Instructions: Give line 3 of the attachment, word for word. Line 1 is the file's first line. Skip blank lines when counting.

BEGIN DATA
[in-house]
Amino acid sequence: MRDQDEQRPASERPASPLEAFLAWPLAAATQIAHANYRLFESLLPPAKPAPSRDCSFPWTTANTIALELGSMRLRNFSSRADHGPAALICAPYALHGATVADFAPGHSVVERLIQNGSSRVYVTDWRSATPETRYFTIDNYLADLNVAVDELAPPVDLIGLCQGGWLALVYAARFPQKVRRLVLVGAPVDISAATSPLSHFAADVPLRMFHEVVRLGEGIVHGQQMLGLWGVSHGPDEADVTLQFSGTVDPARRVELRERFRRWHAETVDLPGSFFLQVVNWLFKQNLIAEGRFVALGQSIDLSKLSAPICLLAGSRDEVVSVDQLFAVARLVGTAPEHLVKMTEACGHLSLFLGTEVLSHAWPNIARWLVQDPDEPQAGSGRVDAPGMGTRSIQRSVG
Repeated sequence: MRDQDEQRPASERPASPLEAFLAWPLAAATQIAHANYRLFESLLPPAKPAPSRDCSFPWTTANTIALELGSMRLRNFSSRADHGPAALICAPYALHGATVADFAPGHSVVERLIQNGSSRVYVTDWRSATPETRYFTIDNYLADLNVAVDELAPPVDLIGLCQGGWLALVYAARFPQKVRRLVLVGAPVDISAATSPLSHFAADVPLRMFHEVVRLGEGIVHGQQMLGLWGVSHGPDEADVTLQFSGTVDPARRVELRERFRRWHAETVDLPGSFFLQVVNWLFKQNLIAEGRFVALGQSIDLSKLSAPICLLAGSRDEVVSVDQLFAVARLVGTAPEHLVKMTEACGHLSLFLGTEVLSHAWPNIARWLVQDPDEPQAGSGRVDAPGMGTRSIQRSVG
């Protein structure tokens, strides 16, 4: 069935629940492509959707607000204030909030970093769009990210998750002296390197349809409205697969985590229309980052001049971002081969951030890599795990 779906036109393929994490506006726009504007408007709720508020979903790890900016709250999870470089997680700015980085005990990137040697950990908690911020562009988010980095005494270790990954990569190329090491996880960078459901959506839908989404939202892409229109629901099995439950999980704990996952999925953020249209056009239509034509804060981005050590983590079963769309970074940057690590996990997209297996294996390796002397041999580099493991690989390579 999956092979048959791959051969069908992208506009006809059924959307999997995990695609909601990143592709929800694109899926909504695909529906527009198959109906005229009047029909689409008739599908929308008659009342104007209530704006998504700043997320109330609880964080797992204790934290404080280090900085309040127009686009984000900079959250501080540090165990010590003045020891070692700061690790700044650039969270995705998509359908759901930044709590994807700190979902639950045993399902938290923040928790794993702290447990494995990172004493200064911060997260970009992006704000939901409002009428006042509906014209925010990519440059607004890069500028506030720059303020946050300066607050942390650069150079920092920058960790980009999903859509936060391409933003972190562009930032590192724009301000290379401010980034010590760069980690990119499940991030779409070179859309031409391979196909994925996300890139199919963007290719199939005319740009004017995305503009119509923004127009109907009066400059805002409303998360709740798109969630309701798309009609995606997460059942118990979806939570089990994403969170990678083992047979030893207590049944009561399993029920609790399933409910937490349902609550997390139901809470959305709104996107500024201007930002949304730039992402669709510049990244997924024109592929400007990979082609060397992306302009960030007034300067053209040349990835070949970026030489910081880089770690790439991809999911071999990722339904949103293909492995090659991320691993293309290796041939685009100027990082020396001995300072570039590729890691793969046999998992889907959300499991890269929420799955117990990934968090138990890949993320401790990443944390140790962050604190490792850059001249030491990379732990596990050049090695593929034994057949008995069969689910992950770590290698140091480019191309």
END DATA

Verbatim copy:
Repeated sequence: MRDQDEQRPASERPASPLEAFLAWPLAAATQIAHANYRLFESLLPPAKPAPSRDCSFPWTTANTIALELGSMRLRNFSSRADHGPAALICAPYALHGATVADFAPGHSVVERLIQNGSSRVYVTDWRSATPETRYFTIDNYLADLNVAVDELAPPVDLIGLCQGGWLALVYAARFPQKVRRLVLVGAPVDISAATSPLSHFAADVPLRMFHEVVRLGEGIVHGQQMLGLWGVSHGPDEADVTLQFSGTVDPARRVELRERFRRWHAETVDLPGSFFLQVVNWLFKQNLIAEGRFVALGQSIDLSKLSAPICLLAGSRDEVVSVDQLFAVARLVGTAPEHLVKMTEACGHLSLFLGTEVLSHAWPNIARWLVQDPDEPQAGSGRVDAPGMGTRSIQRSVG